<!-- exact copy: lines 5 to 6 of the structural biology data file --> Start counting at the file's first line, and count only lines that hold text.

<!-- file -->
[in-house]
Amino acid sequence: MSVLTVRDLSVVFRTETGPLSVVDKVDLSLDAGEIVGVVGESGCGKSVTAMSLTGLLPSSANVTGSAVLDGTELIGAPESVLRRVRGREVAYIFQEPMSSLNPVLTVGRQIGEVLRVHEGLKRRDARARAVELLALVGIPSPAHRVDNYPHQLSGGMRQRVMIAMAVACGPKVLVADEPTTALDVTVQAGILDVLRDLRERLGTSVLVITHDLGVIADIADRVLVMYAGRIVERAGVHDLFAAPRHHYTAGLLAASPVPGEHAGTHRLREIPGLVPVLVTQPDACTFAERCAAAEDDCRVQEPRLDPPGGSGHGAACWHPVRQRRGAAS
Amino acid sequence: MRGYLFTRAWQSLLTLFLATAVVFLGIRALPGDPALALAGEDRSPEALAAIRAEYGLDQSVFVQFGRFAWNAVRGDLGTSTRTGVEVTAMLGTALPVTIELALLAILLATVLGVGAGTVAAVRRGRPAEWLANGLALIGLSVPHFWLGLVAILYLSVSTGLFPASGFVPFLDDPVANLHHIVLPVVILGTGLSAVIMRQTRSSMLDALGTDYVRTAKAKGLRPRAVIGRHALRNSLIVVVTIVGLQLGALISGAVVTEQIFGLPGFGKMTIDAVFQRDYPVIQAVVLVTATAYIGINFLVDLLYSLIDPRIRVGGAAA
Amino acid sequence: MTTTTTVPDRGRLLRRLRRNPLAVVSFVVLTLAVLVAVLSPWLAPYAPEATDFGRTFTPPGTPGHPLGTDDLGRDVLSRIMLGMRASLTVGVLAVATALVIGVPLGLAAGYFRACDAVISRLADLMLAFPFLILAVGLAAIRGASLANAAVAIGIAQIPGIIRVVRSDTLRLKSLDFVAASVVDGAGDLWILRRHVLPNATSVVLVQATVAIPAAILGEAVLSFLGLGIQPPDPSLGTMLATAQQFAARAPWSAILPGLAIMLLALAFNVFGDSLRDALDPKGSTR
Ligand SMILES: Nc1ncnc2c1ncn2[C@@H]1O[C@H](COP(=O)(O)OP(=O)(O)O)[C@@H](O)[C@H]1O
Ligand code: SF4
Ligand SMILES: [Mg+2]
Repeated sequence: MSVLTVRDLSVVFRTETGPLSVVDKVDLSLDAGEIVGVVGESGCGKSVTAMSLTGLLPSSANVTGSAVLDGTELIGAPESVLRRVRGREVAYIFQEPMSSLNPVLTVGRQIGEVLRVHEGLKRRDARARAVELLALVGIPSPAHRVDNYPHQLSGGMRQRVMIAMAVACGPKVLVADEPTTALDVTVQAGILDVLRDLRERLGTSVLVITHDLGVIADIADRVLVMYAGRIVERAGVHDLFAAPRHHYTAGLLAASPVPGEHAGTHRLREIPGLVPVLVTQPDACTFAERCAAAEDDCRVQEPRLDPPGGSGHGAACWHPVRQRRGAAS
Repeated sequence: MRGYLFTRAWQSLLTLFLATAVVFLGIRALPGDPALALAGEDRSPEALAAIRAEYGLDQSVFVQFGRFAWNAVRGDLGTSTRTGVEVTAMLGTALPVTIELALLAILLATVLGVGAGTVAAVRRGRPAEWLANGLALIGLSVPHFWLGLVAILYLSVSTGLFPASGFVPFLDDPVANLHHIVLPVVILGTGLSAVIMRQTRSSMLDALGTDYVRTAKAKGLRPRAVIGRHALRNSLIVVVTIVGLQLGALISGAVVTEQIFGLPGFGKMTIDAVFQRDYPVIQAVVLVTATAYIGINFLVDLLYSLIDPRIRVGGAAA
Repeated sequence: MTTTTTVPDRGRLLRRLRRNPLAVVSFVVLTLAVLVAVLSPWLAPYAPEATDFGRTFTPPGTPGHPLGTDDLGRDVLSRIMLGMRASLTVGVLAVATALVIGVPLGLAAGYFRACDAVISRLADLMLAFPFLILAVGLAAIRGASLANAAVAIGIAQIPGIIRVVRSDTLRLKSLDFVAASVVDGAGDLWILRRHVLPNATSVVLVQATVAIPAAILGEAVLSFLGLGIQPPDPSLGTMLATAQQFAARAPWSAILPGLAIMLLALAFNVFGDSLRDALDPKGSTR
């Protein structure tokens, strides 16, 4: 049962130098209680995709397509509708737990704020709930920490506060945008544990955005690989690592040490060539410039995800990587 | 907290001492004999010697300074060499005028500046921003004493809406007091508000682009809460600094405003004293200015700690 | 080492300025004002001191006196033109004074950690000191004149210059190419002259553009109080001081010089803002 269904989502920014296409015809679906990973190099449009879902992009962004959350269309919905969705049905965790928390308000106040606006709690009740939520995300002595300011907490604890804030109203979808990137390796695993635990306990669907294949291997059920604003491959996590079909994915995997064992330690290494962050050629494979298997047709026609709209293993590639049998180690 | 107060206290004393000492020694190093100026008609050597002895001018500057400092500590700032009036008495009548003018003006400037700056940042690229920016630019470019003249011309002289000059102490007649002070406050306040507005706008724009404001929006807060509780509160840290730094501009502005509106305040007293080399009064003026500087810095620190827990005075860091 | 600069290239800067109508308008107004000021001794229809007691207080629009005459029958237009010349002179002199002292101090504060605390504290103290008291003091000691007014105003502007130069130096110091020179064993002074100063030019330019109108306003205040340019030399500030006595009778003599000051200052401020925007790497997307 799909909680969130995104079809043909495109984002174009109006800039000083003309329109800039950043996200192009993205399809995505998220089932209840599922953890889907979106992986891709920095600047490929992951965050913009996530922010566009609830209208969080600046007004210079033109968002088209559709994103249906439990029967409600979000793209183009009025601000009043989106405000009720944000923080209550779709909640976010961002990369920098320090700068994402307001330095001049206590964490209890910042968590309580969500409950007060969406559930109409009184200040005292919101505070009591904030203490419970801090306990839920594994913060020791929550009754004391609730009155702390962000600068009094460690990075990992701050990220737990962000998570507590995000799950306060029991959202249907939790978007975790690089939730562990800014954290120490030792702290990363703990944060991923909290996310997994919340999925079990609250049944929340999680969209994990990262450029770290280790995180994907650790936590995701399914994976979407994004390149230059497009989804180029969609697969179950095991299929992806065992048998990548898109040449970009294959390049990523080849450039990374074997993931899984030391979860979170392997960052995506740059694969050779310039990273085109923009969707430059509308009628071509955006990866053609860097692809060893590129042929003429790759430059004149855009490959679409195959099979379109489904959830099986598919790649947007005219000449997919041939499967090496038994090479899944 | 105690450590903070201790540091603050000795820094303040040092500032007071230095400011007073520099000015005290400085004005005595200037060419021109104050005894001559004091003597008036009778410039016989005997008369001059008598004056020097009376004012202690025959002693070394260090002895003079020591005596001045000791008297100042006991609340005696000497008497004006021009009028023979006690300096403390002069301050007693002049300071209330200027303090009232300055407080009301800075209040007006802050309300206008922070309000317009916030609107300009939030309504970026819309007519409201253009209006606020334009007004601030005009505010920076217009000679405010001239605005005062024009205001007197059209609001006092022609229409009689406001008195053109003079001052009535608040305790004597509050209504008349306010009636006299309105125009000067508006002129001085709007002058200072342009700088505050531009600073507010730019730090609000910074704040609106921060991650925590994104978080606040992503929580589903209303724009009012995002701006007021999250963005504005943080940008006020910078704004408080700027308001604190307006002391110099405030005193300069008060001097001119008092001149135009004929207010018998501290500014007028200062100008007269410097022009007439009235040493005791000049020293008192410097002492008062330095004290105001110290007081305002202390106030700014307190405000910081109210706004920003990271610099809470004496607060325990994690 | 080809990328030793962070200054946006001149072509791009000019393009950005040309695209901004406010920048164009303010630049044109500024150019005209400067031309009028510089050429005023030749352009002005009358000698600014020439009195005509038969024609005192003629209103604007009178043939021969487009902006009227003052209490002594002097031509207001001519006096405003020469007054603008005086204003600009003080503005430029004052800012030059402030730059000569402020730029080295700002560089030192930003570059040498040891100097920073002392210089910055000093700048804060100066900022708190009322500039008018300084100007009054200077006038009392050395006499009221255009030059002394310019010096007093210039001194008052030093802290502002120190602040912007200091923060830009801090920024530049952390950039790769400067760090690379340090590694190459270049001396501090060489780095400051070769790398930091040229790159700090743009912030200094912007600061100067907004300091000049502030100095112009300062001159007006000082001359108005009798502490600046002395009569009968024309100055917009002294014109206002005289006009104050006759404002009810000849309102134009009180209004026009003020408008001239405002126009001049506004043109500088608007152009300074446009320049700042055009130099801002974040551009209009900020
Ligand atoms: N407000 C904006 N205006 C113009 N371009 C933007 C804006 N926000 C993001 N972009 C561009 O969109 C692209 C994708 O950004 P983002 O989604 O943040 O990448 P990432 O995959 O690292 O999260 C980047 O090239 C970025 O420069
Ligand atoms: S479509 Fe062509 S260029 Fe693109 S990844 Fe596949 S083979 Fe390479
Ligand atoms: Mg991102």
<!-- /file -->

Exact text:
Ligand SMILES: Nc1ncnc2c1ncn2[C@@H]1O[C@H](COP(=O)(O)OP(=O)(O)O)[C@@H](O)[C@H]1O
Ligand code: SF4